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Predictive models of solvent permeation through chemical protective clothing.
Atlanta, GA: U.S. Department of Health, Education, and Welfare, Public Health Service, Centers for Disease Control, National Institute for Occupational Safety and Health, R01-OH-003033, 1997 May; :1-393
The final report of a comprehensive investigation into the permeation of solvents through chemical protective clothing (CPC) to develop and validate predictive permeation models of individual solvents and binary solvent mixtures was presented. Four types of commercial polymeric CPC glove materials were tested with up to 53 organic solvents from 13 chemical classes. Binary solvent mixtures were examined for a representative subset of 10 pairs of these solvents, and the effect of temperature on the uptake and permeation of individual solvents was studied for additional subsets. As part of this study a critical assessment was made of the testing procedures recommended in the standard permeation test method, the ASTM Method F739. Of the 156 solvent-CPC combinations for which breakthrough time (BT) values were measured, over 87% were within a factor of two of the experimental BT values and over 97% were within a factor of three. For binary solvent mixtures the models were less accurate. A number of recommendations were offered to improve the ASTM Method F739 so that the data on permeation resistance by CPC manufacturers and end users was more reliable. The data set generated in this study was the largest single existing data set on the solubility and permeation of organic solvents through CPC materials. Permeation tests revealed that out of the 176 solvent- CPC combinations tested, 54% gave BT less than 15 minutes and only 24% gave BTs of over 60 minutes.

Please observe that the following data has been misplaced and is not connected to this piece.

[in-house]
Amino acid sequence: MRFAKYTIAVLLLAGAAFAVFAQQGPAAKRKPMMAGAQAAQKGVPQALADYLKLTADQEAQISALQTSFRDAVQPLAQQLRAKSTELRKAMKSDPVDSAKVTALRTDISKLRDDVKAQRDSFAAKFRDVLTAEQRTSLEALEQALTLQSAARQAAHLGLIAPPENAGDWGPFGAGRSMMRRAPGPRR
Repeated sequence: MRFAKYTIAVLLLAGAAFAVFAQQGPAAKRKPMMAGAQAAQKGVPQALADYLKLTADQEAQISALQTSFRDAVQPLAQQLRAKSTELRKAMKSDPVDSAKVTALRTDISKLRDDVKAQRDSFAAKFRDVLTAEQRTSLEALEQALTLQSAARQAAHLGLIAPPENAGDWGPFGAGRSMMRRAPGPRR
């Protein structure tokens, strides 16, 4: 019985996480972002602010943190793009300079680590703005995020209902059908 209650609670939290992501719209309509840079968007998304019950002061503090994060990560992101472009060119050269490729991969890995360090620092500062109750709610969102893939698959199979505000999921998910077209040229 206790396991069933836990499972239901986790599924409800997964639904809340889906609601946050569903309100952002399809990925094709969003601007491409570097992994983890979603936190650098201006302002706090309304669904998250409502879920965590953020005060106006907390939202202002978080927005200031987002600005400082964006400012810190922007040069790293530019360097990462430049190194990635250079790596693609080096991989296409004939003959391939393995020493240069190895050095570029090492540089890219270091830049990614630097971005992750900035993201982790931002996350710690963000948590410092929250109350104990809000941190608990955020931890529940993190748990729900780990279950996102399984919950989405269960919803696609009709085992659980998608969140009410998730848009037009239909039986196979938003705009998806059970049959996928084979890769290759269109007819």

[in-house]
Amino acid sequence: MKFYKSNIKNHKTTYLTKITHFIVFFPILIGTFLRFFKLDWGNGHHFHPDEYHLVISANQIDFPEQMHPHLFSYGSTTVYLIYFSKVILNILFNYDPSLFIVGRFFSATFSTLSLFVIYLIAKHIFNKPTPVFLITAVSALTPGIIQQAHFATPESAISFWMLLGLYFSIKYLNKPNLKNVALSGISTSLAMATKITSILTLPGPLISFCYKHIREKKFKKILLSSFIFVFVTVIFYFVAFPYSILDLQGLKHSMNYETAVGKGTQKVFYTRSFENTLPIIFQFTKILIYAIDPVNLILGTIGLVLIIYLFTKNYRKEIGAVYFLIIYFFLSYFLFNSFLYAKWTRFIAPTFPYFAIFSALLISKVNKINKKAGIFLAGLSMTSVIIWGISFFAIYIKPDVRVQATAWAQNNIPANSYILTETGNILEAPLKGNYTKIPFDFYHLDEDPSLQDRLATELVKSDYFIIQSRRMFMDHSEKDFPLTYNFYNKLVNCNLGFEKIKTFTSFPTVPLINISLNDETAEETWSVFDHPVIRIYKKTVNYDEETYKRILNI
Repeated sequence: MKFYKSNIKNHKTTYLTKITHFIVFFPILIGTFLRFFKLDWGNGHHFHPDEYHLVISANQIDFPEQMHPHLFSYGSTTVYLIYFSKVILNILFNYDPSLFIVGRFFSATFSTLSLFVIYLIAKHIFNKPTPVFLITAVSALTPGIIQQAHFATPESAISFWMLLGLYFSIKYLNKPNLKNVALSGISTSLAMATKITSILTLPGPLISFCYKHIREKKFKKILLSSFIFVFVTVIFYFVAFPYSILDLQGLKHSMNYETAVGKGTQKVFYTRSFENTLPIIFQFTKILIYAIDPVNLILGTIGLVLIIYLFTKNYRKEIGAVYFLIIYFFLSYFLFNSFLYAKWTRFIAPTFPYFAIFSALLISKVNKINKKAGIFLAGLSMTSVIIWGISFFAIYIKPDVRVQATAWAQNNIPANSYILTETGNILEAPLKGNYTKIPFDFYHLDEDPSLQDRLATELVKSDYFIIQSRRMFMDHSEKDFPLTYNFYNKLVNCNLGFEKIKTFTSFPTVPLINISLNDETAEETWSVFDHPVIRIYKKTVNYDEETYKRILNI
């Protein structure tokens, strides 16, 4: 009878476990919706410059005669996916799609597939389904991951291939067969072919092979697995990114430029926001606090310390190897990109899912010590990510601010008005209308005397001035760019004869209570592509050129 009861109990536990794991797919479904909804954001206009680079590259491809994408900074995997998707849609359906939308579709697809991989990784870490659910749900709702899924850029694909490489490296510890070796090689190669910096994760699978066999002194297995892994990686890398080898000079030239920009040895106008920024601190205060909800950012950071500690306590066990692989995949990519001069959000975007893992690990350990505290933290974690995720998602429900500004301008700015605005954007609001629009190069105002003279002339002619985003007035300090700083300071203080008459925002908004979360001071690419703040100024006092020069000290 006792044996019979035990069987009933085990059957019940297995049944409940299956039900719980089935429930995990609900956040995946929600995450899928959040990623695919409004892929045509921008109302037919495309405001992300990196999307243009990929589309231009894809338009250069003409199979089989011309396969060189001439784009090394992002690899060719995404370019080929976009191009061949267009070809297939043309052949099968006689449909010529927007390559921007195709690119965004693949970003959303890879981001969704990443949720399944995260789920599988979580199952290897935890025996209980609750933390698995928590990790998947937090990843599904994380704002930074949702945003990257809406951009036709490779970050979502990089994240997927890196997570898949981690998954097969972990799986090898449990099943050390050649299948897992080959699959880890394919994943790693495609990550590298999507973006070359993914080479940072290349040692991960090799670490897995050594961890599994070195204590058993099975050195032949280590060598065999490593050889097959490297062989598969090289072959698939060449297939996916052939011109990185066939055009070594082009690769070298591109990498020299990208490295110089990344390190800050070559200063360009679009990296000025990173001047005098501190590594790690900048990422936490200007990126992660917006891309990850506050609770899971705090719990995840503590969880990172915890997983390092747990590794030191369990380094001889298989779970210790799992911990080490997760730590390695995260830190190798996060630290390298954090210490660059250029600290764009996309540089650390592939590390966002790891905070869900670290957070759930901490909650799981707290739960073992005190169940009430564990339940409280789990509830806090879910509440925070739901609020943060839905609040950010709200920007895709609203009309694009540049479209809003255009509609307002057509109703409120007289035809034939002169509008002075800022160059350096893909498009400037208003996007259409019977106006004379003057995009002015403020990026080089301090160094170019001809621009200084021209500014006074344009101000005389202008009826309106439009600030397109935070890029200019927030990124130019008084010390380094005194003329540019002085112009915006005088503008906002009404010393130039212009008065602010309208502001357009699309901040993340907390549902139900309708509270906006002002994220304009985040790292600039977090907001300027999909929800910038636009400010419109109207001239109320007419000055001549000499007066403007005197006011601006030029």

NIOSH-Grant; Humans; Control-technology; Hazardous-materials; Personal-protective-equipment; Protective-clothing; Chemical-industry-workers; Laboratory-workers; Organic-solvents
Environmental & Indust Health University of Michigan 1420 Washington Heights Ann Arbor, MI 48109-0292
Final Grant Report
National Institute for Occupational Safety and Health
University of Michigan at Ann Arbor, Ann Arbor, Michigan
Page last reviewed: May 5, 2020
Content source: National Institute for Occupational Safety and Health Education and Information Division